BEFORE engineers dreamed of eliminating drivers in cars, they imagined losing side mirrors first. They are ugly, create aerodynamic drag, and the associated blind spots are the bane of parking challenged drivers everywhere. We are now seeing more and more use of video and cameras to improve driver’s visibility, such as the Land Rover Transparent Trailer and Virtual Windscreen assist systems, the life span of the humble door mirror has been marked for some time.
Ok I hear you say, great for the Chelsea tractor but what about us old school mud pluggers who bash and break them from time to time, either at work or play. Well its the same old story, manufacturers in their haste to chase technology have forgotten about the grass roots of what the vehicle is used for, the more frequent damage possibilities and cost of these repairs to the common man. Unfortunately we have to accept that it is coming under the banner of development …
A mirror removal solution looks closer than ever now to finally stripping cars of their ears, as many automakers are demonstrating video systems that replace the side mirror with cameras and screens.
Continental, a major parts and systems supplier to manufacturers calls them digital mirrors.
“There’s significant noise reduction, and a potential for CO2 reduction due to reduced drag and improved fuel economy,” said Dean McConnell, director of customer programs for advanced driver assistance systems at Continental. “There is also the increased field of view.”
In a customized Mercedes-Benz CLS, Continental demonstrated how its system would work. Thumb-size video cameras on the exterior of the car replace the side-mounted mirrors and use interior screens on the left and right side of the dashboard to deliver views of what is next to and behind the car.
The screens are near to where a driver would normally look to check the mirrors, plus the camera views are wider than what a physical mirror can provide, also eliminating the blind spots along the side of the car. The cameras, can automatically adjust to reduce glare from sunlight or increase brightness at night and are also helpful in tight parking maneuvering.
Other automakers have developed a system that together with a camera positioned just above the rear window allows the three views to be displayed on a high-resolution monitor that replaces the rearview mirror. A glance up gives the driver a picture of what is beside and behind the vehicle on a virtual panoramic rear view that electronically stitches all three camera images into a seamless view resulting in a live image as it appears without any obstructive vision behind the driver.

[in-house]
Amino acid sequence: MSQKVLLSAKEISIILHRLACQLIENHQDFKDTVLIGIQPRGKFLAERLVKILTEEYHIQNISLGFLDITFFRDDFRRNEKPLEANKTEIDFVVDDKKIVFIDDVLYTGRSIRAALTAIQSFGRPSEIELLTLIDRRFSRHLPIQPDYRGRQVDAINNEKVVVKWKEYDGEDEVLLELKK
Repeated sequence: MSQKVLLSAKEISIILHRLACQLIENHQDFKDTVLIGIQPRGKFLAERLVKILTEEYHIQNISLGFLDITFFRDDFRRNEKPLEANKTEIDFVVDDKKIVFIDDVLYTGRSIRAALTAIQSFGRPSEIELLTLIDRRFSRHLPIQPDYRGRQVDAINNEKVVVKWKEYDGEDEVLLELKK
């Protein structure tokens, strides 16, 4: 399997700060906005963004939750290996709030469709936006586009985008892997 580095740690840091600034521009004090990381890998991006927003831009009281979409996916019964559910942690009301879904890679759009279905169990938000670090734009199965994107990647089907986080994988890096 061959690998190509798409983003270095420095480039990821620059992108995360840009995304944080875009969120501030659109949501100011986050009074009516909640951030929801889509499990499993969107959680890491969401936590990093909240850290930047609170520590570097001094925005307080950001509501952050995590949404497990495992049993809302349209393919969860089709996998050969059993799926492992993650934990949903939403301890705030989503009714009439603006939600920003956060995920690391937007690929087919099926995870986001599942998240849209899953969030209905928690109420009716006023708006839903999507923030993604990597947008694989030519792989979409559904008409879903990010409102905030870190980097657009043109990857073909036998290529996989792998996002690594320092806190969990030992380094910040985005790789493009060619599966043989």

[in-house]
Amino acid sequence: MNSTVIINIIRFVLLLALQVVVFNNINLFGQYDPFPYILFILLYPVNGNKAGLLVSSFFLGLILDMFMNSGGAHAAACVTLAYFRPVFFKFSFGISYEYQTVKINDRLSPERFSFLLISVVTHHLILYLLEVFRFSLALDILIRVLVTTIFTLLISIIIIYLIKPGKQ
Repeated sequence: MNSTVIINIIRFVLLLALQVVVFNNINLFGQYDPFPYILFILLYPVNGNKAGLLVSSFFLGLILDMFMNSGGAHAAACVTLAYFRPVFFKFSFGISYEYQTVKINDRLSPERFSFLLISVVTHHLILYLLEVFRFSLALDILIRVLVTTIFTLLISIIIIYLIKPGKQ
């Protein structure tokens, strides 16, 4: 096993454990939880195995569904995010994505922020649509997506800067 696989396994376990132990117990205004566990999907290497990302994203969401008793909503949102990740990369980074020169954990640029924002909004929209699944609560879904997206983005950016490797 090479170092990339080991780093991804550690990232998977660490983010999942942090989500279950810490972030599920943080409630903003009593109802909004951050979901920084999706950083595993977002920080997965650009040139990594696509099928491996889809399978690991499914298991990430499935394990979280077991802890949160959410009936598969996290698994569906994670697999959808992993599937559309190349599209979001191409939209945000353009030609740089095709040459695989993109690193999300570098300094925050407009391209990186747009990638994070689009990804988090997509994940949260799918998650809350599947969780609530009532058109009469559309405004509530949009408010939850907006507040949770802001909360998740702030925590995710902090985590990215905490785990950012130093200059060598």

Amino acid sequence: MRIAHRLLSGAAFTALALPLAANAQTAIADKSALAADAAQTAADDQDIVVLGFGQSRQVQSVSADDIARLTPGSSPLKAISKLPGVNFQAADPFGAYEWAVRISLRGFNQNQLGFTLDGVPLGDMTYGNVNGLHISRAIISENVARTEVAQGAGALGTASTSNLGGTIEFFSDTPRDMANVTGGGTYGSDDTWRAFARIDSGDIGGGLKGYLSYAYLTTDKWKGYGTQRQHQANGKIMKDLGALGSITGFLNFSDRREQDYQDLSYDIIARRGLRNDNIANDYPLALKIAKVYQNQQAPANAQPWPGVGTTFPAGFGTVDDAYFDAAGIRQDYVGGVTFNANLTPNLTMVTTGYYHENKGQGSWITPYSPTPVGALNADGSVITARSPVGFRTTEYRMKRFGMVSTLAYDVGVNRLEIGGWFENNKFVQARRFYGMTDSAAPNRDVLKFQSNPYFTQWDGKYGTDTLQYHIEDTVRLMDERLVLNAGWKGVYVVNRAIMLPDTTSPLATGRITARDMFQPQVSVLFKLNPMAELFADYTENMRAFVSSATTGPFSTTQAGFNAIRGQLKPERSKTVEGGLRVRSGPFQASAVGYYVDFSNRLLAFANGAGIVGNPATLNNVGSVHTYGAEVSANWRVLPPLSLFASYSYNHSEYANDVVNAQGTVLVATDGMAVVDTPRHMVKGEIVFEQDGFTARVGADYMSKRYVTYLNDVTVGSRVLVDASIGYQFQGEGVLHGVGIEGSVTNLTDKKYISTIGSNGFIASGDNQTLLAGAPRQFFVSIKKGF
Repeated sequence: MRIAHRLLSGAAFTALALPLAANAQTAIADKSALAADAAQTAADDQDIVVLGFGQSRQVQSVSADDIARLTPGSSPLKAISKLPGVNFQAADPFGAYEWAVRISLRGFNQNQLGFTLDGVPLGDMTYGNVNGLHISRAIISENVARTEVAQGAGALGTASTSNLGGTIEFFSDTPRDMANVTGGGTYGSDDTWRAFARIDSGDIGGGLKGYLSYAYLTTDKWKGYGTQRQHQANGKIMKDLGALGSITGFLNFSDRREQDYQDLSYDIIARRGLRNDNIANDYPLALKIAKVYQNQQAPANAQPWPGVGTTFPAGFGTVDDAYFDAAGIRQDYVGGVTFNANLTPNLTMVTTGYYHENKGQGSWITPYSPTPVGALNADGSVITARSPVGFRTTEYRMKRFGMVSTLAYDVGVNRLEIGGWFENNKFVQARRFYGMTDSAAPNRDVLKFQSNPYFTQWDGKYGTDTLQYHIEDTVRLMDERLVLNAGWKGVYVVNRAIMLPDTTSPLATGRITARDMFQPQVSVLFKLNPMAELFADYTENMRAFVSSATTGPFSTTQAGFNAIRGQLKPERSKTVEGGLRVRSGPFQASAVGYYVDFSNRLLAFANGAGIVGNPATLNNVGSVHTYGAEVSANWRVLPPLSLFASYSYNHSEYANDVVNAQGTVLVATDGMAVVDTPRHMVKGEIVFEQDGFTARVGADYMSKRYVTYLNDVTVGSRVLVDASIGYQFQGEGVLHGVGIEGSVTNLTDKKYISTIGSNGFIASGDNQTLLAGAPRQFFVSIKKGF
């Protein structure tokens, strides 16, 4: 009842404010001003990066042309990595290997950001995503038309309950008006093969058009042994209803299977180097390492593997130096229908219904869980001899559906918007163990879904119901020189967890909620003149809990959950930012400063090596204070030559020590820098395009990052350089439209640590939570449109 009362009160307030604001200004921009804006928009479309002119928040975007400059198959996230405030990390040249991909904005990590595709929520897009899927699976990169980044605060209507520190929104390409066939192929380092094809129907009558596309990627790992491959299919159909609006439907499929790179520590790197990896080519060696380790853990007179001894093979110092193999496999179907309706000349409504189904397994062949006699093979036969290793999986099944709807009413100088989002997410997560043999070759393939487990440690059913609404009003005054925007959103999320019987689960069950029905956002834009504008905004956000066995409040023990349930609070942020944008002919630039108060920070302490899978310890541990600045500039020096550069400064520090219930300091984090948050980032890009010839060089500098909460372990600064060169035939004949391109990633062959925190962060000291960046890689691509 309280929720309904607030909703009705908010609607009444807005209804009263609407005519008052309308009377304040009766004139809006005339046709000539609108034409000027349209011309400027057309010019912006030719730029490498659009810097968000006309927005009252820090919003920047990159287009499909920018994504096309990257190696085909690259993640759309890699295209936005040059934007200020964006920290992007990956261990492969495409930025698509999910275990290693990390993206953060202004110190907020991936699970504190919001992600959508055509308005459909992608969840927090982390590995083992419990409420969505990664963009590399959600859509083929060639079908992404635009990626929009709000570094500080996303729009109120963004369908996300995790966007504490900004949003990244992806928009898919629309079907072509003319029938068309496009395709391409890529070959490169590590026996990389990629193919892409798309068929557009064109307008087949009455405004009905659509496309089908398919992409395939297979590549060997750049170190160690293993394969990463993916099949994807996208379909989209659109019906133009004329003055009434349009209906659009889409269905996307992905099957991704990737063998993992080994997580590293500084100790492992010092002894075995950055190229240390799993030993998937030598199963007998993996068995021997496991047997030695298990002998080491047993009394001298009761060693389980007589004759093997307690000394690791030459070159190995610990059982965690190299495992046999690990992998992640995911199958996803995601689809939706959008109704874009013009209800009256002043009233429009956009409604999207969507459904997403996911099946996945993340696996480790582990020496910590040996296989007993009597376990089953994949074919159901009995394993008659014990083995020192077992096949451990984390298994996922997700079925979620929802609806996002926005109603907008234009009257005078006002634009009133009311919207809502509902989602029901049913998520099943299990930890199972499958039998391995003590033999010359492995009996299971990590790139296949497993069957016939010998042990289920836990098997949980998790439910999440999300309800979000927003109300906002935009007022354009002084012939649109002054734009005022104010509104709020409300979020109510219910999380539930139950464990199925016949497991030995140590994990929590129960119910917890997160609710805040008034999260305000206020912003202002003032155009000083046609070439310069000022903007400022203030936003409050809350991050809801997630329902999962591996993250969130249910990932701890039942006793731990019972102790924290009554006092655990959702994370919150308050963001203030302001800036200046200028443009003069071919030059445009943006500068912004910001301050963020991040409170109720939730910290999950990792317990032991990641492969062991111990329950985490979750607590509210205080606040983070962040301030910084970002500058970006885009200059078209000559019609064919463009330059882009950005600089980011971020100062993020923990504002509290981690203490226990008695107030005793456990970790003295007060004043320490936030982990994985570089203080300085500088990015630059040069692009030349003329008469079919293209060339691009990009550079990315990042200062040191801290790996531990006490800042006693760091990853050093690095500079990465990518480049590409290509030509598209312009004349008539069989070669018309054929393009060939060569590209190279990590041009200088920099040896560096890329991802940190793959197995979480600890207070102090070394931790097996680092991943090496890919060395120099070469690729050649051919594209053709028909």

Road testing of the mirror-less systems is expected in Europe this year, quickly followed by additional testing in Asia.
Daimler AG, parent company of Mercedes-Benz, is already testing a couple of autonomous truck and trailers in Nevada that use large high-definition screens instead of side mirrors.
Rearview cameras provide a precedent. Those that eliminate the blind spots directly behind vehicles are already deemed a significant safety improvement and will be mandatory in cars and light trucks in the United States by 2018.
But there aren’t any definitive studies as yet of side cameras.
Using cameras instead of physical mirrors could also end dangling damaged mirrors. To replace a typical mirror, which features built-in defrost, turn signal and blind spot sensors can be expensive.
Mr. McConnell at Continental noted potential savings in building cars that no longer need the structural support for side-mounted mirrors.
Still, the mirror-less demonstrations from Daimler, BMW and Continental show that the systems will present a challenge to drivers, as digital mirrors require training and practice to use.
Looking up into the rearview mirror, for example, to see what is beside you in the test cars todate, is not instinctive for a driver trained to perform side to side and over shoulder checks.
Further refinements need to be worked out, too, for example the BMW’s panoramic video mode has a slight fun-house comedy mirror effect.
On the other hand, having a single panoramic video view positioned where the rear view mirror sits may be an improvement over the combination of old and new technology now deployed in some cars that use a rearview camera and traditional side mirrors.
We are sure it is only a question of time before it becomes a standard feature in the foreseeable future.